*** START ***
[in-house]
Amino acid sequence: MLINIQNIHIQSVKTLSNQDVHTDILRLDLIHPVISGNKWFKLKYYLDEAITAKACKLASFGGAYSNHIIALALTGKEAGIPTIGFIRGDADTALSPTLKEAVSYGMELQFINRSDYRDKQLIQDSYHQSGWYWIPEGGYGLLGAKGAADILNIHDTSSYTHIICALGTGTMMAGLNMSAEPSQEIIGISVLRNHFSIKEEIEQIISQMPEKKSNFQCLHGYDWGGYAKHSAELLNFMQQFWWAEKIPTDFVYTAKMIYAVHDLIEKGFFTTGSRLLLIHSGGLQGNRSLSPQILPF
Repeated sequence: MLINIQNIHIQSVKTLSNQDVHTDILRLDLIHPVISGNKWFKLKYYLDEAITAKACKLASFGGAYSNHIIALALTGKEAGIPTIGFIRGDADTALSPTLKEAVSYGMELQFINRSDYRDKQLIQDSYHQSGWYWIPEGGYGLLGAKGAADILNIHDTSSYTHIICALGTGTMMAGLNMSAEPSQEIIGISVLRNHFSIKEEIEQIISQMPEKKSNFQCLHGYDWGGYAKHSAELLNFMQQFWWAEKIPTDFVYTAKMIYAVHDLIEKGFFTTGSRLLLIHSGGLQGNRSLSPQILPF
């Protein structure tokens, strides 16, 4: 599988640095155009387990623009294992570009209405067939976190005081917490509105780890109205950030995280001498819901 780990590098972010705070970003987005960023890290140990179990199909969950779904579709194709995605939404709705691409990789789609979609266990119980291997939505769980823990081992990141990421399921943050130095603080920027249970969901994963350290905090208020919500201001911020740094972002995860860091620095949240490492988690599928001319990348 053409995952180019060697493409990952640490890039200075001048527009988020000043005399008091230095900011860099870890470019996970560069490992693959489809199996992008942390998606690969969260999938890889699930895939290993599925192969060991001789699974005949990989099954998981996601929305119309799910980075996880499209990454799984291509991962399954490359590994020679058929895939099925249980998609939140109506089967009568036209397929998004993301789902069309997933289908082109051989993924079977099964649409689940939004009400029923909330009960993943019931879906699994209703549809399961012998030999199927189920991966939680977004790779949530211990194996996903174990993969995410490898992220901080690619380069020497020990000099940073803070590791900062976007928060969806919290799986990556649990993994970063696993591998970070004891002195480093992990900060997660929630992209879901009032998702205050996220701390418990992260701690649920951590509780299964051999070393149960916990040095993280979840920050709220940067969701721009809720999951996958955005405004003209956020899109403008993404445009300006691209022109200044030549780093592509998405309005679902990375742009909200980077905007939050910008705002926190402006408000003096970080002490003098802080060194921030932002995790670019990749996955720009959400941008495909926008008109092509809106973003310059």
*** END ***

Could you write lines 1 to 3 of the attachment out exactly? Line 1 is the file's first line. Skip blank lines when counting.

[in-house]
Amino acid sequence: MLINIQNIHIQSVKTLSNQDVHTDILRLDLIHPVISGNKWFKLKYYLDEAITAKACKLASFGGAYSNHIIALALTGKEAGIPTIGFIRGDADTALSPTLKEAVSYGMELQFINRSDYRDKQLIQDSYHQSGWYWIPEGGYGLLGAKGAADILNIHDTSSYTHIICALGTGTMMAGLNMSAEPSQEIIGISVLRNHFSIKEEIEQIISQMPEKKSNFQCLHGYDWGGYAKHSAELLNFMQQFWWAEKIPTDFVYTAKMIYAVHDLIEKGFFTTGSRLLLIHSGGLQGNRSLSPQILPF
Repeated sequence: MLINIQNIHIQSVKTLSNQDVHTDILRLDLIHPVISGNKWFKLKYYLDEAITAKACKLASFGGAYSNHIIALALTGKEAGIPTIGFIRGDADTALSPTLKEAVSYGMELQFINRSDYRDKQLIQDSYHQSGWYWIPEGGYGLLGAKGAADILNIHDTSSYTHIICALGTGTMMAGLNMSAEPSQEIIGISVLRNHFSIKEEIEQIISQMPEKKSNFQCLHGYDWGGYAKHSAELLNFMQQFWWAEKIPTDFVYTAKMIYAVHDLIEKGFFTTGSRLLLIHSGGLQGNRSLSPQILPF